The setup on the saddle and nut both need some work. The saddle only needs to come down a touch, and is on the verge of being passable, but the nut is just far too high, leading to some intonation issues at the lower frets. Nothing major, and fixable though, so I would recommend buying this from a store that offers a setup, or budget in the need to get it checked over. Just to make a point on this issue. I regularly get emails from readers asking for ukulele recommendations that have 'good intonation'. There is no such thing - and by that I mean that ANY ukulele can have bad intonation if the setup needs adjusting. It is not something symptomatic of any brand - rather more symptomatic of the dealer you bought it from. So as I say - this one can be easily adjusted and for that reason I don't mark down instruments if the intonation is purely down to the adjustable elements that are designed to be adjustable. What I can confirm on this one is the issue seems in no way connected to anything more fatal in the construction! We digress.
So nice to hold, nicely made, what about the sound? Well, first impressions were that in comparison to the NUS 310, this is significantly better. That last Flight I looked at sounded very thin and boxy on the tone, but this one has a lot more going on. The volume is good, the notes are pretty clear and it's certainly bright. Sustain isn't great to be honest, but I have played much worse. Yes, it's kind of one dimensional, but then I find that a lot of laminate ukuleles are at this price point - hence my confusion on the marketing speak about the spruce and zebrawood above. But it's a passable instrument that actually performs well and will suit a beginner better than some of the dreadful rubbish still about. I was particularly impressed with it when fingerpicked as it does have some chime to it too.
Don't get me wrong, it's not a high end complex tone, but then it is not trying or pretending to be. But as I say - still perfectly acceptable. I think this one is following what is a pleasing trend in ukuleles from China at the cheap end in the recent year. When I started out on ukulele there were some truly woeful instruments out there at the cheap end. Things that should never have left the factory. Sure, there still are, but they are being drowned out by an increasing number of better made cheap instruments. For the new ukulele player not looking to spend a fortune, I think things have never been better in terms of choice and reliability. Of course with more choice comes harder decisons on what to buy, but hey, that's what Got A Ukulele is for!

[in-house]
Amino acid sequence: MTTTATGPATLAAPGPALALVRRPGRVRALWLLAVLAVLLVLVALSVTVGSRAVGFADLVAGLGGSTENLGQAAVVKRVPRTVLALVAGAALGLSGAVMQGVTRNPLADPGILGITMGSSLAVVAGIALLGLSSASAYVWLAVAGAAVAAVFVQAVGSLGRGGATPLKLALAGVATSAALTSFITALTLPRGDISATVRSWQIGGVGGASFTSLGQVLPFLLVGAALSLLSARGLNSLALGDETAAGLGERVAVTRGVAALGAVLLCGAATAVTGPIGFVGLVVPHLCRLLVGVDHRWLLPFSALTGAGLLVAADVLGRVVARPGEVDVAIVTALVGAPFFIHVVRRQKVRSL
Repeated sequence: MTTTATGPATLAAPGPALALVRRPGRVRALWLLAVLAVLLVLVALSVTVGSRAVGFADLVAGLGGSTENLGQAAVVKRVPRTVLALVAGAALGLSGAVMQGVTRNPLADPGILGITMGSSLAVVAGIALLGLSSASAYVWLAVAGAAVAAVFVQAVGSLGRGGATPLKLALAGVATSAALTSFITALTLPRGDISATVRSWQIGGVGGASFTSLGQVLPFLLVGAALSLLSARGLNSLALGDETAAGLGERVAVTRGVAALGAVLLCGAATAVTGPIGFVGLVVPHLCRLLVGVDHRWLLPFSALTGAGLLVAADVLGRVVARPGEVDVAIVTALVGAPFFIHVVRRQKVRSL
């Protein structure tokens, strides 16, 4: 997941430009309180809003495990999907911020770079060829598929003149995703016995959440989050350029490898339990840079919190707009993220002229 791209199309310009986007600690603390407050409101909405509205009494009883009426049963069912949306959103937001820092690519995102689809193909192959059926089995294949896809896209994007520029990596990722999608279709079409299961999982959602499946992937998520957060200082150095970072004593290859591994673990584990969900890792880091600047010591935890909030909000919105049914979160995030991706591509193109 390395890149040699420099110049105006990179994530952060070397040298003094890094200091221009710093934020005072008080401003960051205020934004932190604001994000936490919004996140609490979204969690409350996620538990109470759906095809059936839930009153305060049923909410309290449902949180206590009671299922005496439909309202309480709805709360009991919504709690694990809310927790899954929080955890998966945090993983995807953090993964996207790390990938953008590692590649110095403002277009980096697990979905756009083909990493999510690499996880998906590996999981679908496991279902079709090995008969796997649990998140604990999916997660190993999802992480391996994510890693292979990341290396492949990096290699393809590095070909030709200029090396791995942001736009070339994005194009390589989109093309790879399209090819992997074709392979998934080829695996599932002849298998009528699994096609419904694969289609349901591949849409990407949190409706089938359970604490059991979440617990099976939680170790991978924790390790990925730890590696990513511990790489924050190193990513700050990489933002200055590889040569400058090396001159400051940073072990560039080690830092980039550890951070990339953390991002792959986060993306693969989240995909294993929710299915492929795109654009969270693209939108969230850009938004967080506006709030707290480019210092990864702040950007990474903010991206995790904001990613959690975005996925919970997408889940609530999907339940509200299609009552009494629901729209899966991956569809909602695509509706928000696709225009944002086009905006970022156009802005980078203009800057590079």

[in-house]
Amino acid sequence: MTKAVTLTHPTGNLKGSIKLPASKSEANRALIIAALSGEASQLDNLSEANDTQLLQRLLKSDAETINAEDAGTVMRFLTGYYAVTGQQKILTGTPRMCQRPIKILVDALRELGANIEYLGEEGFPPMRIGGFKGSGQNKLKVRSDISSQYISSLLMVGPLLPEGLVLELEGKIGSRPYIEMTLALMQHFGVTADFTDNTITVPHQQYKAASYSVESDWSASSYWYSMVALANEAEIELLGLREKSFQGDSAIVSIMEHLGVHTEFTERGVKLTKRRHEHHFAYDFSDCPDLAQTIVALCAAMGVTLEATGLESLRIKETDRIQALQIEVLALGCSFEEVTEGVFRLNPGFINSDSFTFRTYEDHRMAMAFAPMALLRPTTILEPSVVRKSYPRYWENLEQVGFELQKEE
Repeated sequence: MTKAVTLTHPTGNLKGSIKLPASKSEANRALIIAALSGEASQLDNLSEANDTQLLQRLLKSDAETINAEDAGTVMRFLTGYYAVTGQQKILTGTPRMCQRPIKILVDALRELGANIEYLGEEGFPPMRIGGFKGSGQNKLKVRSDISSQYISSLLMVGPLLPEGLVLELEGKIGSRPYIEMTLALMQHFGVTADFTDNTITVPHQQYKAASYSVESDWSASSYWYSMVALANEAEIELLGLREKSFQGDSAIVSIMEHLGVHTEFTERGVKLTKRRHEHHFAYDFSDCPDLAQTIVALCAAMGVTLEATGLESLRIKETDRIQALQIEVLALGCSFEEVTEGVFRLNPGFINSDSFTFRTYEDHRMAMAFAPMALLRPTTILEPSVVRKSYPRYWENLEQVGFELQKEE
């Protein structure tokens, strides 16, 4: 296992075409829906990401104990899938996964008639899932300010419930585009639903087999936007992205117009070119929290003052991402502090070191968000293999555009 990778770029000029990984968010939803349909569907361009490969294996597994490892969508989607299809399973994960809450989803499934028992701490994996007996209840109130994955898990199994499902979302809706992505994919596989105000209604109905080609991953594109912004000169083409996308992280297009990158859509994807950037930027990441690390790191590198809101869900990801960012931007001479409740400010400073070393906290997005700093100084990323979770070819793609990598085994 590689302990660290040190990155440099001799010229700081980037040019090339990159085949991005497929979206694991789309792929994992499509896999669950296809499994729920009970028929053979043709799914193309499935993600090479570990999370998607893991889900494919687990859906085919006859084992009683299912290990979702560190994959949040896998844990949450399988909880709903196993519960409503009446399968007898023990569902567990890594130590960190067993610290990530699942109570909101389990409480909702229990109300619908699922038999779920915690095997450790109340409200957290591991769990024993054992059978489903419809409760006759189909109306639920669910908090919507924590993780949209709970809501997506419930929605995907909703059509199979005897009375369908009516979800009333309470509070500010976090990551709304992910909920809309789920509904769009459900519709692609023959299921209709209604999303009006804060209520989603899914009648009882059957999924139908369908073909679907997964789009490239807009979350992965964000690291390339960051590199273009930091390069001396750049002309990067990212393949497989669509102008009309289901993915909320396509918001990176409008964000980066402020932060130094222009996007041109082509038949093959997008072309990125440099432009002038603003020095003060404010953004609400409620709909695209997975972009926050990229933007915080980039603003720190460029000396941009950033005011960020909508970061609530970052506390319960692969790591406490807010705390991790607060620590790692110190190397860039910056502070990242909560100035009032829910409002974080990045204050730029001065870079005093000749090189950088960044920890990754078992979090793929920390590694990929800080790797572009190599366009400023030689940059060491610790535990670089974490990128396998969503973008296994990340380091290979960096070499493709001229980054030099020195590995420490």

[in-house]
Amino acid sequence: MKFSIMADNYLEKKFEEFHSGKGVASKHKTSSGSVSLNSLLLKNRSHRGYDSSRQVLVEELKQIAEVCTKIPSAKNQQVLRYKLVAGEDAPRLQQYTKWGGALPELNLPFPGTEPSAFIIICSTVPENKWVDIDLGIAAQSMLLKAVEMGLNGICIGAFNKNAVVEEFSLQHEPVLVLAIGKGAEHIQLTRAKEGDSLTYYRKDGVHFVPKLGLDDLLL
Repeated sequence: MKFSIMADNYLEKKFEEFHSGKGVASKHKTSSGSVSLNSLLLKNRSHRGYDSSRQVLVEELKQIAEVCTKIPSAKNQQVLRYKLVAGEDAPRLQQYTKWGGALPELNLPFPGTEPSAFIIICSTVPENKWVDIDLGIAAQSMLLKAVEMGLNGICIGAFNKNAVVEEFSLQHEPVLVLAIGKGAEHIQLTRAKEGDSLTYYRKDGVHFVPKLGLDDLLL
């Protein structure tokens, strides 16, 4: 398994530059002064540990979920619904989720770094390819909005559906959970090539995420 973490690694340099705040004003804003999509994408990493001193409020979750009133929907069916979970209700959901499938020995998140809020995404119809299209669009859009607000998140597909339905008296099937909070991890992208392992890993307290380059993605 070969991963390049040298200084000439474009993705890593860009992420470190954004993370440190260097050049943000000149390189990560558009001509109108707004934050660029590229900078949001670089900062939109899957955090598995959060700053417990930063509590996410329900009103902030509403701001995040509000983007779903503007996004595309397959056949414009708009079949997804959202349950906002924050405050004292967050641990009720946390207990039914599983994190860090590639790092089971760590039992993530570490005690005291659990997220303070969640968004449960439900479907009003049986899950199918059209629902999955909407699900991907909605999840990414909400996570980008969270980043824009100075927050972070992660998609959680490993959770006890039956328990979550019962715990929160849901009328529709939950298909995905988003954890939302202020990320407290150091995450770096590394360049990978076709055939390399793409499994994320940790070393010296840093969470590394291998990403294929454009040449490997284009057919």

So in summary - this one is not getting a stellar score, but it's not getting a bad one either. I think if you were considering one of these as a first instrument, or for a child, then you could do a lot worse. And you can't argue with the price. Just factor in that you may need to do some adjusting on the setup. Pleasantly surprised with this one.
Good general build quality
Decent gig bag
Better quality tuners
Needs some setup on this review model
Satin finish is quite thin
Looks - 8.5 out of 10
Fit and finish - 8 out of 10
Sound - 7.5 out of 10
Value for money - 8.5 out of 10
OVERALL UKULELE SCORE - 8.1 out of 10
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© Barry Maz